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Cigarette pack design and adolescent smoking susceptibility: a cross-sectional survey
  1. Allison Ford1,2,
  2. Anne Marie MacKintosh1,
  3. Crawford Moodie1,
  4. Sol Richardson3,
  5. Gerard Hastings1,2
  1. 1Institute for Social Marketing, University of Stirling, Stirling, UK
  2. 2UK Centre for Tobacco Control Studies, University of Stirling, Stirling, UK
  3. 3Division of Epidemiology and Public Health, UK Centre for Tobacco Control Studies, University of Nottingham, Clinical Sciences Building, Nottingham City Hospital, Nottingham, UK
  1. Correspondence to Allison Ford; a.j.ford{at}stir.ac.uk

Abstract

Objectives To compare adolescents’ responses to three different styles of cigarette packaging: novelty (branded packs designed with a distinctive shape, opening style or bright colour), regular (branded pack with no special design features) and plain (brown pack with a standard shape and opening and all branding removed, aside from brand name).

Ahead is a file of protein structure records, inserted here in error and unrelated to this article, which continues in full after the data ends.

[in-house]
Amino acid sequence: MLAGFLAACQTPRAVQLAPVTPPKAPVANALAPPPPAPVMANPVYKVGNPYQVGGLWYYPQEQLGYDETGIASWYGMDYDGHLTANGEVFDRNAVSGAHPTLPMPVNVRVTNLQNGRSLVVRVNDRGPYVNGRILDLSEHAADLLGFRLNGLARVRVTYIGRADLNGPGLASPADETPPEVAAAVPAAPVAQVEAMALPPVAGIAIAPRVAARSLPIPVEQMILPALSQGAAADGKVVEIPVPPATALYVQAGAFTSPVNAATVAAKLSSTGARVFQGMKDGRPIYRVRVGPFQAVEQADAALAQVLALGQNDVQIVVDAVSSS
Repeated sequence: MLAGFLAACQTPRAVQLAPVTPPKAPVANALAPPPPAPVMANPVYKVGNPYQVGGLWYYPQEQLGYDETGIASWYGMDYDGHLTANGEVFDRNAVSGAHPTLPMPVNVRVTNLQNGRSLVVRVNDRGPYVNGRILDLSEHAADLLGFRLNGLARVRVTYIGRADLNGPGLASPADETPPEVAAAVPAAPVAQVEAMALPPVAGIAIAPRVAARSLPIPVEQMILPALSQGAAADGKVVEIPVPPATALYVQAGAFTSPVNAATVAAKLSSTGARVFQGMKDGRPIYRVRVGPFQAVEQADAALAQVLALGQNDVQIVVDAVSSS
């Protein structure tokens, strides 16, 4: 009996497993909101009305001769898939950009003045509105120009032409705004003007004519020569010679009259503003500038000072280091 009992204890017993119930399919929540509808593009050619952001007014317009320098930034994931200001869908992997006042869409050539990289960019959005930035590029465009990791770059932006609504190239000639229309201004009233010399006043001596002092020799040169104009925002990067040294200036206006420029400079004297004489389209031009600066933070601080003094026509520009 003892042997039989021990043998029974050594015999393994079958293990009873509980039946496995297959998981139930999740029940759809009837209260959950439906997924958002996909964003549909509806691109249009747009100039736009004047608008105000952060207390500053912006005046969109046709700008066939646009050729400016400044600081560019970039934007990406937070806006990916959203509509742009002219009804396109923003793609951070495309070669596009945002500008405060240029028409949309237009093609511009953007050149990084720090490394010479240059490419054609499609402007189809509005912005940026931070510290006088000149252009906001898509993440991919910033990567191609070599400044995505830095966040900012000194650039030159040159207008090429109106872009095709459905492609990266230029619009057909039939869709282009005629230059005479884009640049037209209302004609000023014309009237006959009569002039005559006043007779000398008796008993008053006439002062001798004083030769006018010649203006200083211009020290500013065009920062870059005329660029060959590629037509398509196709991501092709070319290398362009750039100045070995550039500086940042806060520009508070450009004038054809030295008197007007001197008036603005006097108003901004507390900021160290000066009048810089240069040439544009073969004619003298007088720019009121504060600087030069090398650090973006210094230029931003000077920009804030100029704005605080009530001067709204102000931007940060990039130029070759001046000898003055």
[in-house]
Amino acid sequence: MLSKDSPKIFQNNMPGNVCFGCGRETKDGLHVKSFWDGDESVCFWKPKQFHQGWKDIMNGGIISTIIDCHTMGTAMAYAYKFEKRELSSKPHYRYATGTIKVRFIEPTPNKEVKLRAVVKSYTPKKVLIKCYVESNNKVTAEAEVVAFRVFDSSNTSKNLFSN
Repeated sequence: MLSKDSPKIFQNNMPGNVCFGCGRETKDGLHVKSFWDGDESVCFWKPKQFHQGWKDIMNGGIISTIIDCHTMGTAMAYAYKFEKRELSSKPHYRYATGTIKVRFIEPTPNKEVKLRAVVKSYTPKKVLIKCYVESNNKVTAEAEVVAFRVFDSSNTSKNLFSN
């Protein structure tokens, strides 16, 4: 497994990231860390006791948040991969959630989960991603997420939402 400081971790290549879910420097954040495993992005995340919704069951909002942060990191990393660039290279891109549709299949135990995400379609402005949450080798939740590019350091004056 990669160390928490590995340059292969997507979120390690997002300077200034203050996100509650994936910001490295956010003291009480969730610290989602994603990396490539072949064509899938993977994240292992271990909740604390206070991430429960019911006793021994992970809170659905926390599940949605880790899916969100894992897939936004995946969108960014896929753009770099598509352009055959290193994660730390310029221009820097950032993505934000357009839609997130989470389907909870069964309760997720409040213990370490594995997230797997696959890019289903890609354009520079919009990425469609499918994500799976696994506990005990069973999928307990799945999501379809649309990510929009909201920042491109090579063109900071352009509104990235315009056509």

Design Cross-sectional in-home survey.

Setting UK.

Participants Random location quota sample of 1025 never smokers aged 11–16 years.

Main outcome measures Susceptibility to smoking and composite measures of pack appraisal and pack receptivity derived from 11 survey items.

Results Mean responses to the three pack types were negative for all survey items. However, ‘novelty’ packs were rated significantly less negatively than the ‘regular’ pack on most items, and the novelty and regular packs were rated less negatively than the ‘plain’ pack. For the novelty packs, logistic regressions, controlling for factors known to influence youth smoking, showed that susceptibility was associated with positive appraisal and also receptivity. For example, those receptive to the innovative Silk Cut Superslims pack were more than four times as likely to be susceptible to smoking than those not receptive to this pack (AOR=4.42, 95% CI 2.50 to 7.81, p<0.001). For the regular pack, an association was found between positive appraisal and susceptibility but not with receptivity and susceptibility. There was no association with pack appraisal or receptivity for the plain pack.

Conclusions Pack structure (shape and opening style) and colour are independently associated, not just with appreciation of and receptivity to the pack, but also with susceptibility to smoke. In other words, those who think most highly of novelty cigarette packaging are also the ones who indicate that they are most likely to go on to smoke. Plain packaging, in contrast, was found to directly reduce the appeal of smoking to adolescents.

  • Public Health
  • Social Medicine

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